Check out Finley with my Cornish Soliloquy drawing from last year.

Cornish Soliloquy cat

Here’s the title page from The Cornish Soliloquy

Finley

Here’s adorable Finley!

Today, I have finally wrapped up a signed copy of Thunderstorm Dancing for Lisa and it will go into the post tomorrow, bedecked with cats.

Tucked into the book:

White Cornish Rex on Endpapers JudyWatsonArt lores

A little white Cornish sketch painted on the endpapers of ‘The Book of British Villages’. I was going to paint him on a map of Cornwall, but I got engrossed in this one instead.

Black cat white cat

The little white cat with his friend the black cat, drawn on a (terrible) 1980s dress pattern

Thunderstorm Dancing all wrapped up:

wrapped copy of Thunderstorm Dancing

Ready for the post bag

And finally, a doodle on the envelope:

cat parcel awaiting stamps

parcel ready for stamps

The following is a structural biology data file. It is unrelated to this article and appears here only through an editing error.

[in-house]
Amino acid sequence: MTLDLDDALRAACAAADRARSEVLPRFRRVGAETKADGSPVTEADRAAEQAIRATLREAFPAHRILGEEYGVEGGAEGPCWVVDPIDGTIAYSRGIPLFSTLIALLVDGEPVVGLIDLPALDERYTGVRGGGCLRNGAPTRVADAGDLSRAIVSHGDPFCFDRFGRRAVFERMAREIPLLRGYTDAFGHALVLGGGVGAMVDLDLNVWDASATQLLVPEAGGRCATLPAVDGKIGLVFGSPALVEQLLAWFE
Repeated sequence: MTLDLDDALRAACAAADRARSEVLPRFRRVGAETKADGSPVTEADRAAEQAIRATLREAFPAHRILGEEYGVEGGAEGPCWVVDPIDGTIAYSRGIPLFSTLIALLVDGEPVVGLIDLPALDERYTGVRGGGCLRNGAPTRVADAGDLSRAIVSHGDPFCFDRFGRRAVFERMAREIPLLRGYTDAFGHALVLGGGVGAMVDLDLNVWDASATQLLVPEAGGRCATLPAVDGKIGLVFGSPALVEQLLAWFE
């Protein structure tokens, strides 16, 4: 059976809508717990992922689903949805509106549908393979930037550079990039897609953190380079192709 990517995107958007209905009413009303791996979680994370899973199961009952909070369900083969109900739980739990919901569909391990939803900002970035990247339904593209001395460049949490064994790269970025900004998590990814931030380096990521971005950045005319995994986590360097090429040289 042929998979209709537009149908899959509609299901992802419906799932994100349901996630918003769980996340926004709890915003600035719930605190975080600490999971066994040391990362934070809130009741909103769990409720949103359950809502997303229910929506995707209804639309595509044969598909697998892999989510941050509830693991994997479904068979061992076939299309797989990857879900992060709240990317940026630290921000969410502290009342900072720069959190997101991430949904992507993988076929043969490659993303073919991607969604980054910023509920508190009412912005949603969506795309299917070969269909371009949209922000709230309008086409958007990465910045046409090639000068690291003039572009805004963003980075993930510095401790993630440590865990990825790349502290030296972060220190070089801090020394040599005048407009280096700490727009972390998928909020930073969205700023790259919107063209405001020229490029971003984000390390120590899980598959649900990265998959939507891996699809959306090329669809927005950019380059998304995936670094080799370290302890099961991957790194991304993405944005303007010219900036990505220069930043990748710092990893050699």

When I was at the post office a few days ago, the only stamps they had were husky dogs… That’s not going to go down well! Fingers crossed there are some stamps there tomorrow that are more feline friendly.

Illustrated Envelopes

Betty Birthday lores

Betty’s birthday letter

Pa Ray birthday letter

Ray’s birthday letter

Hugo bugs and chickens

Hugo’s letter, just because he loved this envelope so much. What could I do?

I’ve always loved illustrated envelopes and illustrated packages. For an earlier mention go here. But now I am lucky enough to own a book full of them, thanks to my friend Geri Barr who gave me one just because I like them…

Or was it because she has a secret agenda? Perhaps she buys them for all of her illustrator friends and is right now amassing a HUGE and VALUABLE (requires all caps) collection of illustrated envelopes addressed to her. Aha! That’s it!

I wonder if it’s too late to copy her… Geri, you devil.